So I put myself in the reader’s shoes, and the following scenario happened at a writer’s workshop. An author entered, placed his book on the table, and said he hoped everyone would buy his book when it went live. Like other readers, I have a budget. Expenses like food, balloons, doctor visits, house expenses, and more balloons take priority, and the home improvements I’m trying to make cost lots of dimes, too. So I wasn’t buying.

The book went around the room. I opened it and started reading, and continued reading until our speaker called the workshop to order. The author had written a compelling tale about two teenagers who happened upon an injured dog. I enjoy stories involving dogs, and one of the characters in my work, When Blood Reigns, are dogs, too. So the plot wooed me, and by the time our meeting started, I decided to buy the book.

After the meeting, I asked the author when I could find the book. He gave me a postcard and directed me to his website where I could order a pre-release paperback copy. So now you’re probably wondering if I rushed home and ordered a copy. Nope. You see, life got in the way. My balloons needed a refill; it was time to cook dinner. I had a pile of emails, and some of them included bills. Then I had to check my phone to see if my Scrabble partners had made any plays. By the time I’d gotten through all that, I plumb forgot about the book.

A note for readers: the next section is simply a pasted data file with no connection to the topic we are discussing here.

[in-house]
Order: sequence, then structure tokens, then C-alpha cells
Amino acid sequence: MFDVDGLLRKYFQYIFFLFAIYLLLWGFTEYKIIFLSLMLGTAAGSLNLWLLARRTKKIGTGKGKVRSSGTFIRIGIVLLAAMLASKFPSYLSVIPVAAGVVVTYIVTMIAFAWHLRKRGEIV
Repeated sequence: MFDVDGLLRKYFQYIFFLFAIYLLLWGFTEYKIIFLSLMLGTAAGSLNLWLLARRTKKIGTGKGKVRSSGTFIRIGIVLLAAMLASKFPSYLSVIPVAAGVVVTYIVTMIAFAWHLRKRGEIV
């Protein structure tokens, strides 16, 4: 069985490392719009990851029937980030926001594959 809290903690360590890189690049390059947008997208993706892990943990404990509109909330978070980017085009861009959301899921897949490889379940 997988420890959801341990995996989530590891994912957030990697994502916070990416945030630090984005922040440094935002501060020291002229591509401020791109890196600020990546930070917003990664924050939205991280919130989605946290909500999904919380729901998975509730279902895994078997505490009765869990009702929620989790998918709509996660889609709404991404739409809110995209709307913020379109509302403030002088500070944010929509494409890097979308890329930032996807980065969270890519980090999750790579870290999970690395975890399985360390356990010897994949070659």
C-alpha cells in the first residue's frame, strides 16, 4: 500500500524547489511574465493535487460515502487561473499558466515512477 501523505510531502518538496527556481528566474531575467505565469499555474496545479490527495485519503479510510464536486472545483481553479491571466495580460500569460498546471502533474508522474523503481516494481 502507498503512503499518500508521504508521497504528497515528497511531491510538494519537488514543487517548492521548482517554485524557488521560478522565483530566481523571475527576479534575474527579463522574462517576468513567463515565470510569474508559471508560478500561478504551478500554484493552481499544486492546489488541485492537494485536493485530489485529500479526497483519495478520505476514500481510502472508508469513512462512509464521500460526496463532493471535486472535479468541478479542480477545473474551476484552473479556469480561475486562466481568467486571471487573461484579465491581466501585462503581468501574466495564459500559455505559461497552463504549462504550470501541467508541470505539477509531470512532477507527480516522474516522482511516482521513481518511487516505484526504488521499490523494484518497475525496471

Next two days, I had my day job and my Night to Dawn chores at night. Come Wednesday, I had a leisurely day off, and I started thinking about ordering the book. Except that I couldn’t find the postcard. I couldn’t remember where I put it, but the title stayed with me … Taming Chaos. I looked up the title on Google, which was interesting because I didn’t recall the author’s name either.  I finally located the book on Amazon, which announced a Kindle version ready for release. So I ordered a Kindle copy, and I’m reading it now.

Now all of that could have gone more smoothly if I’d seen serial ads about the story.

The article that explains effective frequency is a couple of years old, but it describes how a typical shopper will react to seeing the same ad again and again.  Having walked in the reader’s balloon-shoes, I have to endorse it. So I will be looking at advertising with a new pair of eyes.

Your thoughts?

I’m awarding prizes to random commenters. First prize is a $10 Starbucks gift card. Second prize is a comp copy of Night to Dawn Magazine.

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Clarissa Johal

Grammarly: Taking the Plunge

Blogs dedicated to the horror genre in keeping with Halloween. Prizes available!

Blogs dedicated to the horror genre in keeping with Halloween. Prizes available!

Rating: 4 Balloons

For some time I’d used the free version of Grammarly; it worked because I downloaded the software through Firefox. If you have Google Chrome or Firefox, you get a free version. On Internet Explorer, you pay from the get-go. Between editing of NTD tales and my work in progress, Grammarly was fixing my punctuation and misspelling if I uploaded the document. Well, lo and behold, I got a series of emails from Grammarly complimenting me on my dedication as a writer and publisher. They then offered me the premium version for a discount. The premium version will help you with word choice, line editing, and plagiarism. What’s more, they’re excellent at catching repetitive words and phrases, something I’m prone to doing; they’ll even suggest better word choices.